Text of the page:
Objective: The purpose of this article is to assess the correspondence between questionnaire reports of dispositional drinking to cope (DTC) and different indices of daily DTC in a sample of nondependent heavy drinkers. Method: Data from electronic diary (ED) records of interpersonal problems, negative affect, coping and drinking were used to examine how questionnaire reports of dispositional DTC corresponded to ED reports of daily DTC and to within-person associations among ED reports of negative affect, interpersonal problems and drinking. In the current study, 98 community-residing heavy drinkers using EDs recorded moods, interpersonal problems, coping attempts, desire to drink and drinking for 21 consecutive days. Results: The findings demonstrate correspondence between questionnaire reports of dispositional DTC and (1) ED reports of daily DTC, (2) intensity of negative mood associated with daily drinking initiation and (3) some between-person differences in within-day prediction of drinking and desire to drink from mood and interpersonal problem ratings. Those reporting higher dispositional DTC were somewhat more likely to drink in response to some negative moods and less likely to drink in response to some positive moods than those reporting relatively lower dispositional DTC, but these findings were mixed. Conclusions: Questionnaire reports of dispositional DTC are at best inconsistently linked to observed within-person associations among daily moods, interpersonal problems and drinking even among heavy drinkers.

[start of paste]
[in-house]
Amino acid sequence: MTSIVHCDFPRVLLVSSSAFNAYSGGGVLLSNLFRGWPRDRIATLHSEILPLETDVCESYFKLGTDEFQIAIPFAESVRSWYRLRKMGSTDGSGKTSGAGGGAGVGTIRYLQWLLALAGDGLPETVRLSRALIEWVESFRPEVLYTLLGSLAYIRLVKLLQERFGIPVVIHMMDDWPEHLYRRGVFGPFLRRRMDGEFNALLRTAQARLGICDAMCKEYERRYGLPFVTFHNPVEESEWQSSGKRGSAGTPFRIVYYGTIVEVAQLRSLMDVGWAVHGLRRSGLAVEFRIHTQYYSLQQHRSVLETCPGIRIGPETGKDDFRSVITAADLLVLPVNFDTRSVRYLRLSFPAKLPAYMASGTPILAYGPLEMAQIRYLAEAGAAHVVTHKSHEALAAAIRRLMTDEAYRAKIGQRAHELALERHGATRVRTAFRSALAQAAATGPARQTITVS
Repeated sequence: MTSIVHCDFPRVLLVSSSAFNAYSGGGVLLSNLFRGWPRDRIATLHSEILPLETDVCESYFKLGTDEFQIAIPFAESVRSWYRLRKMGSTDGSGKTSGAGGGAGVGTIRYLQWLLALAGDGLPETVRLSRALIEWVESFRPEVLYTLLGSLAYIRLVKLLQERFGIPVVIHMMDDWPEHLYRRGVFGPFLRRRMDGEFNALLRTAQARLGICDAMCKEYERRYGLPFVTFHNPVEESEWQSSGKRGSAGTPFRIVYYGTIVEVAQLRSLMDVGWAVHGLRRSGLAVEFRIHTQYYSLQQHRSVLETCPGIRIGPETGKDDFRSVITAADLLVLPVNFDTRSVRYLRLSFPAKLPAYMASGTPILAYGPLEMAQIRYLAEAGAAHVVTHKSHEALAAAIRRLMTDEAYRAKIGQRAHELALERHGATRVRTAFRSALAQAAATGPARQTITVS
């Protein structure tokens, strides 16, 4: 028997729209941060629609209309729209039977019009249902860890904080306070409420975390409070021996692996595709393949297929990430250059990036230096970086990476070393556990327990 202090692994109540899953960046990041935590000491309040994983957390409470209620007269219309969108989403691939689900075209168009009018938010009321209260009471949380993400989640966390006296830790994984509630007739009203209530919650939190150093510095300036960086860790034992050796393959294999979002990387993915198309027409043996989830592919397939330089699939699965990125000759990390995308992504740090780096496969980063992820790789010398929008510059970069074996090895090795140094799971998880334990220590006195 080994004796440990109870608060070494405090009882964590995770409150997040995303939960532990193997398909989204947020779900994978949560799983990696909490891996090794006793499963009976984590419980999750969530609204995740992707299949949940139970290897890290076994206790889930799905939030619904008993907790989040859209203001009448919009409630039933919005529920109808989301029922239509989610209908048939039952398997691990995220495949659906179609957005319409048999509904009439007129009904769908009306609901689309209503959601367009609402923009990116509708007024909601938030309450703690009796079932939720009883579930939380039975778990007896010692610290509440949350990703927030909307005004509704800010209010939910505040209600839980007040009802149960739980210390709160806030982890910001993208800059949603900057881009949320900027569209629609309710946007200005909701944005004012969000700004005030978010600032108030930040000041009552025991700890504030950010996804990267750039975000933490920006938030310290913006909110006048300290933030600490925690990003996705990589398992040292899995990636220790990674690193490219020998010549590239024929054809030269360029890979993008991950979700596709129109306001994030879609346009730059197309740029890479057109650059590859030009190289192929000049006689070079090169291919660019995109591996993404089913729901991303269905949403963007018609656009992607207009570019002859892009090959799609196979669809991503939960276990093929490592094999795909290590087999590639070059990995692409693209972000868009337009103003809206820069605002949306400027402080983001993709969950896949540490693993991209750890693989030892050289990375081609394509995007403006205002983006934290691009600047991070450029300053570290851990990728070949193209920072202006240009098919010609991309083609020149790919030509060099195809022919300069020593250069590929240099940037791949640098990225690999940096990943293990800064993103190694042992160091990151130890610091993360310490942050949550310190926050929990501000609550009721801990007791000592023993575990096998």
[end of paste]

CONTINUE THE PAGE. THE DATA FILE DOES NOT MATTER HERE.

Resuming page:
ASJC Scopus subject areas
- Medicine (miscellaneous)